Extracorporeal shockwave treatment, also known as ESWT, is a non-invasive, non-surgical option for treating chronic plantar fasciitis (sometimes referred to as “heel spurs”). “Extracorporeal” means “outside the body”. Shockwaves, also known as pressure or sound waves, are generated from a special ESWT device and focused onto the targeted tissue. The shockwaves are delivered outside the body to trigger your body’s own repair mechanisms. Shockwaves stimulate and activate healing to advance normal tissue healing. In years past, surgical intervention for chronic plantar fasciitis was required when these other treatments had failed. Today, ESWT is available as an alternative, non-invasive treatment option.
Prior to undergoing ESWT treatment, the patient must have been diagnosed with chronic plantar fasciitis for at least six months. Only after the patient’s symptoms fail to respond to three conservative treatments should ESWT be administered. Conservative treatments include rest, physical therapy, heel cushions, non-steroidal anti-inflammatory drugs (ibuprofen, acetaminophen, etc), cortisone injections, taping, orthotics, shoe modifications, night splinting and casting. In years past, surgical intervention for chronic plantar fasciitis was required when these other treatments had failed. Today, ESWT is available as an alternative, non-invasive treatment option.
There are currently two devices approved by the FDA for the treatment of chronic plantar fasciitis, the OssaTron® by HealthTronics, Inc., approved in October 2000, and the Epos Ultra® by Dornier, Inc., approved in January 2002. Both systems result in equally successful patient outcomes and are high-energy devices that utilize a single treatment protocol.
For over twenty years, extracorporeal shockwave lithotripsy (ESWL), a non-invasive procedure, has been successfully used in the treatment of kidney stones. As the force of a shockwave causes the disintegration of the kidney stone, so does the acoustic energy promote healing in the distressed tissue. The shockwave stimulates and reactivates healing through revascularization and other elements necessary to advance normal tissue healing.
The ESWT device consists of a power supply, a console for generating shockwaves, and a portion of the device that transmits the shockwaves. During the treatment, the shockwave delivery aspect of the device is aligned or positioned over the body so that energy is delivered to the specific body part, with minimal energy delivered to the surrounding tissue. The Epos Ultra® includes an ultrasound imaging system that allows the physician to precisely direct the shockwaves to the treatment area during the procedure.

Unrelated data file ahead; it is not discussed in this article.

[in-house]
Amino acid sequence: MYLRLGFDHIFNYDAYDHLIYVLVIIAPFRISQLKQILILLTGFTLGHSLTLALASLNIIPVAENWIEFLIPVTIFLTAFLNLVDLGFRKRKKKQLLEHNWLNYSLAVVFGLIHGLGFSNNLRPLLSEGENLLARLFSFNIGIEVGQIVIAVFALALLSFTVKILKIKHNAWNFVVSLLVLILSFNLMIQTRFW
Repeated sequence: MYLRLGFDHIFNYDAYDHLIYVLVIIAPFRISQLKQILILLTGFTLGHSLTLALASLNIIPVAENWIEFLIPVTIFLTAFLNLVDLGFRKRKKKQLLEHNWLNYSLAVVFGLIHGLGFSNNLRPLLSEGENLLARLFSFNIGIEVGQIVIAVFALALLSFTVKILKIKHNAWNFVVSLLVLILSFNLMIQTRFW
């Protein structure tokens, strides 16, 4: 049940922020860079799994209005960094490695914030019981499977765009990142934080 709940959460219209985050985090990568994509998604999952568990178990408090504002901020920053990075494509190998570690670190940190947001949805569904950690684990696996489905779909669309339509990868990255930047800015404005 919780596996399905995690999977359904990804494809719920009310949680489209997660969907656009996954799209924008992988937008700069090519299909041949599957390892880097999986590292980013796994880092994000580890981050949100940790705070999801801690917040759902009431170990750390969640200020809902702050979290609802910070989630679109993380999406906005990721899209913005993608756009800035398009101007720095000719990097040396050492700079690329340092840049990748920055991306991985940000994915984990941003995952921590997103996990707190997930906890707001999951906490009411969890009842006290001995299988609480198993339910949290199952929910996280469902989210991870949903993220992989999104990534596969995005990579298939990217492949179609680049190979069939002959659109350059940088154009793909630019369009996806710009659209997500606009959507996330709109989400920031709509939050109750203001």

Treatment and Prognosis
On the day of the procedure, you (the patient) will arrive at the treatment location approximately one half hour before the scheduled appointment. There you will meet your physician and the ESWT technician. After fulfilling the brief registration requirements, you will recline in a comfortable chair or bed with your injured foot resting on a large, fluid-filled cushion.
Typically, an ankle block utilizing local anesthetics is administered to numb the afflicted area. Other methods of anesthesia may be used upon your physician’s request. After localizing the inflamed fascia, the injured heel receives several thousand shockwaves during this 20 minute outpatient procedure.
Post operatively patients are discharged directly home from the treatment centers. Your physician will provide post-treatment instructions imperative to your recovery.
Your health history should be reviewed with your doctor to see if this treatment is appropriate for you. ESWT is not recommended for patients with certain conditions. Patients with pacemakers and patients taking medications that may prolong or interfere with blood clotting (coumadin) are not candidates for ESWT. Also, children or pregnant women are not considered appropriate candidates for ESWT. ESWT is not appropriate for individuals suffering from acute plantar fasciitis.
Compared to surgery, ESWT has fewer side effects and a much shorter recovery time. The most common patient complaint is some minor pain or discomfort during and after treatment. Other side effects might include minor skin bruising, reddening, or swelling of the treated area. However, these possible occurrences usually resolve within a few days. The risks associated with surgery and general anesthesia are eliminated.